State pension age equalised for men and women
From today, women in the UK will be eligible for the state pension at the same age as men.
Since 2010, the state pension age for women has been gradually increased from 60 to 65 – which is the current qualifying age for men.
Women born between 6 November 1953 and 5 December 1953 qualified for their state pensions today – meaning women turning 65 today are the first to wait as long as men for their pensions.
The changes mean some women born after 5 April 1950 will have to wait longer than expected to receive their state pension. The rising pension age for women has been fought by campaign groups, which say the speed of the changes has caught millions unaware and will leave many women born in the 1950s worse off.
See our New State Pension Guide for more info for those reaching pension age on or after 6 April 2016.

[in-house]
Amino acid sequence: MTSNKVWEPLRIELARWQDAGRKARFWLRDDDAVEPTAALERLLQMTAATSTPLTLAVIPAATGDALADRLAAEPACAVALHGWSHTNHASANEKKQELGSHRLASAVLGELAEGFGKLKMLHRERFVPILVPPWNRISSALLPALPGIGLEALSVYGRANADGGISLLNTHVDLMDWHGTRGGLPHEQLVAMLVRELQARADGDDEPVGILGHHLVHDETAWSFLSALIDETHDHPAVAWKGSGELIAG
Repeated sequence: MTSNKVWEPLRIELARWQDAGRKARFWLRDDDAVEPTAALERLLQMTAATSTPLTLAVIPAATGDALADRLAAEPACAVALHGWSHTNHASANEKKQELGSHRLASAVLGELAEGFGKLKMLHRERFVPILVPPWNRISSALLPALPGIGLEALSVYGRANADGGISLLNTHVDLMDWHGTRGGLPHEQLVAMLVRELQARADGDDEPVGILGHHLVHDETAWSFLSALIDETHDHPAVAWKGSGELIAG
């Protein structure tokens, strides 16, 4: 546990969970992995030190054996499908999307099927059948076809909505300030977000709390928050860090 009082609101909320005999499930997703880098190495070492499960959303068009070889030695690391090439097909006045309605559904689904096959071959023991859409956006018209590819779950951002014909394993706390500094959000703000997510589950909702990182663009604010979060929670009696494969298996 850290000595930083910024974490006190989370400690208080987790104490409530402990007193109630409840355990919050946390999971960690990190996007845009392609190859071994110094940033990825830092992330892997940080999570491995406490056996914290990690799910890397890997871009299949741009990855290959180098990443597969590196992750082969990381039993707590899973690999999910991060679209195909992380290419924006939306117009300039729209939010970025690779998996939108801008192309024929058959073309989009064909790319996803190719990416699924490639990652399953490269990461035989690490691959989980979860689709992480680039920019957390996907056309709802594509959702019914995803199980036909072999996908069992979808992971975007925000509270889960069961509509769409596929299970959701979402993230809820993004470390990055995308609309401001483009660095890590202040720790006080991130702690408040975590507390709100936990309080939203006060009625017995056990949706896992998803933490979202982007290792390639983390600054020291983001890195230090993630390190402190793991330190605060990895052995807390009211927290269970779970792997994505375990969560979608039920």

How is the state pension age changing?
From now on, all changes to the state pension age will be applied to men and women in the same way.
The Government is set to continue raising the state pension age for those born on or after 6 December 1953.
The state pension age will start to increase from the current age of 65 from December this year, and will be 66 for both men and women by October 2020.
The state pension age for both men and women is then set to increase again to 67 between 2026 and 2028 – seven years earlier than originally planned – and to 68 between 2044 and 2046 (though this change is currently being reviewed).
Check the Government's state pension timetable to find out when you'll qualify for the state pension.
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